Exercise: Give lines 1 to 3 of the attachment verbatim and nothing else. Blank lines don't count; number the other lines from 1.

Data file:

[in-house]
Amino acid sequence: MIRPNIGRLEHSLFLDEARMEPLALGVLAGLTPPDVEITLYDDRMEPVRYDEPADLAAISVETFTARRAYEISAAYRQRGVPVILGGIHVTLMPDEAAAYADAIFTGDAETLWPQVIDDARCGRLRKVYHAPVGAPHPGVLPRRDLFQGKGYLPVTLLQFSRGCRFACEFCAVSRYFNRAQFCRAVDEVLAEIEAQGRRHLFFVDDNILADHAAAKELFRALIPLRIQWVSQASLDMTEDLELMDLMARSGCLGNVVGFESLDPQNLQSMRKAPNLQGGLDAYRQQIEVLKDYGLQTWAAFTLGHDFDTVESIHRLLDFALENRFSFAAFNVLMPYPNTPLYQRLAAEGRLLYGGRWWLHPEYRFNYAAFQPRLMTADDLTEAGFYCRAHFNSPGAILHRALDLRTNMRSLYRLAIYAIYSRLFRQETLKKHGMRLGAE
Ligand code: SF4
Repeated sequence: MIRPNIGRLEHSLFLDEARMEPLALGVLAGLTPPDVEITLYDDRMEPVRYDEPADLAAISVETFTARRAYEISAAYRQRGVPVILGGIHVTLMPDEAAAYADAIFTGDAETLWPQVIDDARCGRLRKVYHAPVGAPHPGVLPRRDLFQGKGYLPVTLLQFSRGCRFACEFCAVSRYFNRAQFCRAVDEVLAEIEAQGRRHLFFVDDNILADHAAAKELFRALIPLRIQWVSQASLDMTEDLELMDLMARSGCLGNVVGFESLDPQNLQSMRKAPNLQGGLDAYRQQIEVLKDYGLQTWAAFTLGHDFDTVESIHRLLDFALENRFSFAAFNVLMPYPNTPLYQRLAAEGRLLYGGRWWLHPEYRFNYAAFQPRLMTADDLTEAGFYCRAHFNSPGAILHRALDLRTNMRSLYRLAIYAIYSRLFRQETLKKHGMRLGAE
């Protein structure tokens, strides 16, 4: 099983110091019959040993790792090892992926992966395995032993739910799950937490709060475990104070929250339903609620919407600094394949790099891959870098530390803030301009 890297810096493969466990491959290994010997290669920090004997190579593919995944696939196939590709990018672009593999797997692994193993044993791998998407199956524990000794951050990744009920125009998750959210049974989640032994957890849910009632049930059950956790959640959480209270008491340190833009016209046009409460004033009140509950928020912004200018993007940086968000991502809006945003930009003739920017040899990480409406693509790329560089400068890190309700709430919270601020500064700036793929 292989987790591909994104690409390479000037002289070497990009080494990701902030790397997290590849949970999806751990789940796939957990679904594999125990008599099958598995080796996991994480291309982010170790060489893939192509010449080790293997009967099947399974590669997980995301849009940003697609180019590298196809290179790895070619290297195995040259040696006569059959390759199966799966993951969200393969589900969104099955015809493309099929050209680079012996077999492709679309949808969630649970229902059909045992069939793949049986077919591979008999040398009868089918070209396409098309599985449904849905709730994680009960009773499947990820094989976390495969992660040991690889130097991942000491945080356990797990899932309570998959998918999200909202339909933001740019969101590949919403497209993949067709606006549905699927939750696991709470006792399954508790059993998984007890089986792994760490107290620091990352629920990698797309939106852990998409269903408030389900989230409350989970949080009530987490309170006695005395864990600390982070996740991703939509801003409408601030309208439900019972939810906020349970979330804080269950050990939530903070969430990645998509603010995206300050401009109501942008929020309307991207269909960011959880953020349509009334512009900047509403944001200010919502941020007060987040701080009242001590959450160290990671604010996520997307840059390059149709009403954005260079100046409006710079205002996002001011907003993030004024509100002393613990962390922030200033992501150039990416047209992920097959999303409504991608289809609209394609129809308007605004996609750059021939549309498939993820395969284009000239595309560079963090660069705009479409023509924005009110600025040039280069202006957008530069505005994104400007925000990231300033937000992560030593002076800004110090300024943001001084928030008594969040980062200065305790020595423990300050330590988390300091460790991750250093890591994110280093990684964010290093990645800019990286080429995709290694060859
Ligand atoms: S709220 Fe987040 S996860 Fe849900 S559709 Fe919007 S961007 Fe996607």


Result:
[in-house]
Amino acid sequence: MIRPNIGRLEHSLFLDEARMEPLALGVLAGLTPPDVEITLYDDRMEPVRYDEPADLAAISVETFTARRAYEISAAYRQRGVPVILGGIHVTLMPDEAAAYADAIFTGDAETLWPQVIDDARCGRLRKVYHAPVGAPHPGVLPRRDLFQGKGYLPVTLLQFSRGCRFACEFCAVSRYFNRAQFCRAVDEVLAEIEAQGRRHLFFVDDNILADHAAAKELFRALIPLRIQWVSQASLDMTEDLELMDLMARSGCLGNVVGFESLDPQNLQSMRKAPNLQGGLDAYRQQIEVLKDYGLQTWAAFTLGHDFDTVESIHRLLDFALENRFSFAAFNVLMPYPNTPLYQRLAAEGRLLYGGRWWLHPEYRFNYAAFQPRLMTADDLTEAGFYCRAHFNSPGAILHRALDLRTNMRSLYRLAIYAIYSRLFRQETLKKHGMRLGAE
Ligand code: SF4